The safe, “small-n”, purely territorial nationalism McAlpine had been referring to in 2012 was specifically civic, “inclusive” nationalism, but he was still keen to explain that any mild “othering” of foreigners is understandable: “some curiosity or suspicion of people who are in some way not like us is an inherent trait of humans, as it is in all animals.”
This might explain McAlpine’s comments on the English, made to Janet Street-Porter in 2014: “it’s not that we don’t like [the English], it’s that you’re not part of our lives.” But it’s still puzzling. How does such a profound separation come about? It can’t simply be through “civic” nationalism, because the Scots and the English have shared political institutions and territory for centuries. Surely a fundamental, insurmountable difference like this, which makes the English “in some way not like us”, has to come about through something deeper: different traditions, histories, cultural practices, perhaps? Is Robin McAlpine an ethnic nationalist? And definitions, as he has made clear, are very important. Things must have the correct names.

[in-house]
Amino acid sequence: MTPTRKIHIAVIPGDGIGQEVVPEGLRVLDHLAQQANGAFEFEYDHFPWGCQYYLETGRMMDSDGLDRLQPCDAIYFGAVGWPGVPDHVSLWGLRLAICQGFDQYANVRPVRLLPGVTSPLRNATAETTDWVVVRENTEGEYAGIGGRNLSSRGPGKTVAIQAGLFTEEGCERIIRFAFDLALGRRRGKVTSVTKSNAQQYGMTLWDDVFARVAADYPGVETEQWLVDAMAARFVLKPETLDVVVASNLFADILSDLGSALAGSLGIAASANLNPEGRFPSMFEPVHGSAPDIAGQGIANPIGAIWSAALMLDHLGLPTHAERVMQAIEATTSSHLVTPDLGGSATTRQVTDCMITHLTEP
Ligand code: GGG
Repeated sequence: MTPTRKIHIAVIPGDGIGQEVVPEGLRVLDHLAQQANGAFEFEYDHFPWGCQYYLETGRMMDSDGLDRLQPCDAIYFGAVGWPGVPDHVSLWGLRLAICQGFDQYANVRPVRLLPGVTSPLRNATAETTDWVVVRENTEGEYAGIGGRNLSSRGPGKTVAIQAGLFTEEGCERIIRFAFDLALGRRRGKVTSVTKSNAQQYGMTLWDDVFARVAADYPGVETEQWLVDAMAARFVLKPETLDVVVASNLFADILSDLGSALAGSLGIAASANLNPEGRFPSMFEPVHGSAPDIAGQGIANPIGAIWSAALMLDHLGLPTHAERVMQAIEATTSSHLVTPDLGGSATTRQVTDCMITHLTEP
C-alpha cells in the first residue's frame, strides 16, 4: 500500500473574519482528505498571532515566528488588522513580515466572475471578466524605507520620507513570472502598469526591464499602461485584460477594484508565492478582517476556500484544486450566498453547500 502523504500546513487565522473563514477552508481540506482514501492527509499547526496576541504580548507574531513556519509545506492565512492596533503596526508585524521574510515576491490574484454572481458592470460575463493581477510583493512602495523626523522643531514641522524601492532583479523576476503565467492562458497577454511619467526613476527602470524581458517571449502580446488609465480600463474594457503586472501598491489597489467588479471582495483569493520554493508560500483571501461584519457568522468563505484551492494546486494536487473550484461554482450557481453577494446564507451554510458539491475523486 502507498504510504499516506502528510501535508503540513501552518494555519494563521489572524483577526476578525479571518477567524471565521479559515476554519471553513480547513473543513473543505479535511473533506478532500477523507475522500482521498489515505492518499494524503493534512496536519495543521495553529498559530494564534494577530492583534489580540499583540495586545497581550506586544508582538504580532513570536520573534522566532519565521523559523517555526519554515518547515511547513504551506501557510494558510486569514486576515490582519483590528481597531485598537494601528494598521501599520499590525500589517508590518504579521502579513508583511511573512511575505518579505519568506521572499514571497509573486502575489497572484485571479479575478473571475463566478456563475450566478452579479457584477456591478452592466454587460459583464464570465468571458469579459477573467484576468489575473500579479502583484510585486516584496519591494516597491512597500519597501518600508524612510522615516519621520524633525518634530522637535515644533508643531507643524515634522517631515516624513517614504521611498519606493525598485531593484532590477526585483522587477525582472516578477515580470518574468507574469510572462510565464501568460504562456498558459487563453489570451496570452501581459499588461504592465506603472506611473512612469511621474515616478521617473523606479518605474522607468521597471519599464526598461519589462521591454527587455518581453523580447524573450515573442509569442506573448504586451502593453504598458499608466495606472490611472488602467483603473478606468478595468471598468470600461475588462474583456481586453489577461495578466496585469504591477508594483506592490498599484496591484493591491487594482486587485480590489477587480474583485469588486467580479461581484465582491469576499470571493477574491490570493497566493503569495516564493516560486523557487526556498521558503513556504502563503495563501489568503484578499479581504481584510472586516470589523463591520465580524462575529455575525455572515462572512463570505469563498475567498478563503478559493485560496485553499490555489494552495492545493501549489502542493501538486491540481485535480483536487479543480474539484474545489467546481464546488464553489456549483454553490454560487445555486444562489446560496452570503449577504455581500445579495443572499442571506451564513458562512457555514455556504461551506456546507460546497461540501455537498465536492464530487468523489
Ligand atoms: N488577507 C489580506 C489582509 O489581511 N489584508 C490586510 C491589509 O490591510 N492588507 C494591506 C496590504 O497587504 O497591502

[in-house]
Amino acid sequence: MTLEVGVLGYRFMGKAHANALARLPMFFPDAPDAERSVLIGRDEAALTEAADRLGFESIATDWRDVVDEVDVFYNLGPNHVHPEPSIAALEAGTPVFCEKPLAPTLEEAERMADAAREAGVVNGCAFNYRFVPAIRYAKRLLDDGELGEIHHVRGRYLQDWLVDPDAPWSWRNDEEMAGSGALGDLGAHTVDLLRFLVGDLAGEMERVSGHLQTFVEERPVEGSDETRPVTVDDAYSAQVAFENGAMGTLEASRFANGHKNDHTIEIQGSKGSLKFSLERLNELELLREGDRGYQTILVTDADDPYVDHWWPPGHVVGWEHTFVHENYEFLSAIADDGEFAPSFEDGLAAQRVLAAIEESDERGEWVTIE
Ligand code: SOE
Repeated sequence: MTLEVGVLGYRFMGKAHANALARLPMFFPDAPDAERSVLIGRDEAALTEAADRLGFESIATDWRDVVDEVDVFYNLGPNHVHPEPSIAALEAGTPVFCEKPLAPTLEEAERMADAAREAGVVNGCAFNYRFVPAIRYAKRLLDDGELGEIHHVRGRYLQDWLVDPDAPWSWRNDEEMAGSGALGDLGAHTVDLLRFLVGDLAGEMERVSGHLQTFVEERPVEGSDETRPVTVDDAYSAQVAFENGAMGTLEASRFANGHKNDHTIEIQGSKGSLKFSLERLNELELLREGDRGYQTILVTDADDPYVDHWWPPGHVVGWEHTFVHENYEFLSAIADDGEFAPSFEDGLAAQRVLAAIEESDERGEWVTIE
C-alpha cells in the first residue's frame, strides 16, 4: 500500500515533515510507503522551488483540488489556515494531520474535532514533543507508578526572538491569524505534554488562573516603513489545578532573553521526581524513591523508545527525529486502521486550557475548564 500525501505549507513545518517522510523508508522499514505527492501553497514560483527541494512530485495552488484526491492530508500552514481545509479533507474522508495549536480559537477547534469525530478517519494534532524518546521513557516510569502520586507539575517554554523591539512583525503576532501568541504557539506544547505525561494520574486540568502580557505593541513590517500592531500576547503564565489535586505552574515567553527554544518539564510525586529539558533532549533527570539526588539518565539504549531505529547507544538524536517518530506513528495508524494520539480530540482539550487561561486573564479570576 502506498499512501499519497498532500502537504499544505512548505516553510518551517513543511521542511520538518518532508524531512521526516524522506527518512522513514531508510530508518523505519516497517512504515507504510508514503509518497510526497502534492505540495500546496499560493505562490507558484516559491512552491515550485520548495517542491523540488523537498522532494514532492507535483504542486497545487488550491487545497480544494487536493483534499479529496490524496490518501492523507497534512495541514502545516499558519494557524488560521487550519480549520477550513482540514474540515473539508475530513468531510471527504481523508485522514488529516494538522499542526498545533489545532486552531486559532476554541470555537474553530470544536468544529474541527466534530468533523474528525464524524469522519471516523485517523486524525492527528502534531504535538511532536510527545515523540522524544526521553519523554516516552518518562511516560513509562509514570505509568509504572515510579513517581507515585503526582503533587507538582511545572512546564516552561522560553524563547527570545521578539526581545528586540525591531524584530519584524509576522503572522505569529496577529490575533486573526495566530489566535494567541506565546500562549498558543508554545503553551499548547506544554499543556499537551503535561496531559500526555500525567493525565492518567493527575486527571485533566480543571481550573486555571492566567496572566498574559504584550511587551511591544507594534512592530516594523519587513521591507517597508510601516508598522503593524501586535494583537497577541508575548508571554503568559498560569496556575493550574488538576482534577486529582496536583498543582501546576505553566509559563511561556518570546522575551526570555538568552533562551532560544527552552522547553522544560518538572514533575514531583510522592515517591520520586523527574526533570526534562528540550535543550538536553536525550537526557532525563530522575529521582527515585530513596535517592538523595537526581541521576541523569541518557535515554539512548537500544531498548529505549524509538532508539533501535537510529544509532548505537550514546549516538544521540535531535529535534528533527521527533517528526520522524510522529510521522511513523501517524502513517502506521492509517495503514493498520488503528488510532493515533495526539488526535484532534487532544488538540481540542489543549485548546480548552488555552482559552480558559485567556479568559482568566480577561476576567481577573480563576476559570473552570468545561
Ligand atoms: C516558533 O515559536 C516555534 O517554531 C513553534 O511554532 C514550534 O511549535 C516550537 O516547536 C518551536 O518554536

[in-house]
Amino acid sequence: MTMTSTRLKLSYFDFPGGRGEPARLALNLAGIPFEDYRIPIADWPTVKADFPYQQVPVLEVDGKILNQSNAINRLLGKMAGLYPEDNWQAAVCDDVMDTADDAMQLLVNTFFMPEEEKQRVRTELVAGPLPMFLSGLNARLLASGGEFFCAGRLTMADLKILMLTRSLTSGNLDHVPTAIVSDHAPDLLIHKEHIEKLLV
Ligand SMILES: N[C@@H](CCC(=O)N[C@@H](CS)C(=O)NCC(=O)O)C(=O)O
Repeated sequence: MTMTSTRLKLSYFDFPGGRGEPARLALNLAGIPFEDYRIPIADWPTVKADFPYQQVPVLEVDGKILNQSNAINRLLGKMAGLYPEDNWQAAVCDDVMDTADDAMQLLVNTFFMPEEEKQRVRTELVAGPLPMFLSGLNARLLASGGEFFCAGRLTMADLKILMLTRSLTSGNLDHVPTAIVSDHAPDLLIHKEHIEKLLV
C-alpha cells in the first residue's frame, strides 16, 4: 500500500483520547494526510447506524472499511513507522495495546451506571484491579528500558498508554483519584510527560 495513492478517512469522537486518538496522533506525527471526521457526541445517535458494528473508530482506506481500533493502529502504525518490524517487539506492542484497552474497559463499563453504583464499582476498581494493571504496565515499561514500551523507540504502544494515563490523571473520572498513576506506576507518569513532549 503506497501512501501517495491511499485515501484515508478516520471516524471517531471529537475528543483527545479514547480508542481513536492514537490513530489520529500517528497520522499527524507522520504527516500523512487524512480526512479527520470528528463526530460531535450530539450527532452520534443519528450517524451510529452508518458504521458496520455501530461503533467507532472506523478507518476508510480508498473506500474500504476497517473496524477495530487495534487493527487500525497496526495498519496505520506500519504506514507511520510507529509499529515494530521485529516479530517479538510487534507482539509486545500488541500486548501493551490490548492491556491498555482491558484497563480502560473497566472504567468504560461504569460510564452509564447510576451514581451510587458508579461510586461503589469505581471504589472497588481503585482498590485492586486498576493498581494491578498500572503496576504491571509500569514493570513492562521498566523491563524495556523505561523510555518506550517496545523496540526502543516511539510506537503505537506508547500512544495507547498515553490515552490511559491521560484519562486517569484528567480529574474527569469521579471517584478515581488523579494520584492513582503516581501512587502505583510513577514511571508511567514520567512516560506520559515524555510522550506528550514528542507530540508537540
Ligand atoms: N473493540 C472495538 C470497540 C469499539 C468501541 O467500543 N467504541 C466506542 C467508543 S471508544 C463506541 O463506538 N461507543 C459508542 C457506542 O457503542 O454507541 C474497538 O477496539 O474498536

Unless, of course, giving some things the correct names poses a problem to McAlpine’s own political project. Suddenly, he says we must reserve judgement or hold our tongues about Tommy Sheridan and Wings Over Scotland, despite the fact that the inclusion of these men in the “movement” will undoubtedly exclude others. We should also reserve judgement on Robin McAlpine himself, who recently compared the relationship between England and Scotland to that between Joseph Fritzl and his victims. How convenient.
The existing power structures of class, sexuality, gender and race don’t just go away simply because we’ve given things different names. You can say “all of us first” all you like, but a nationalist politics that keeps all these structures in place won’t make it any more true. McAlpine’s paltry strategy for human emancipation seems to be summed up in that sad paragraph towards the end of his “Hope Over Fear” article: “Imagine there wasn’t this problem”. John Lennon eat your heart out.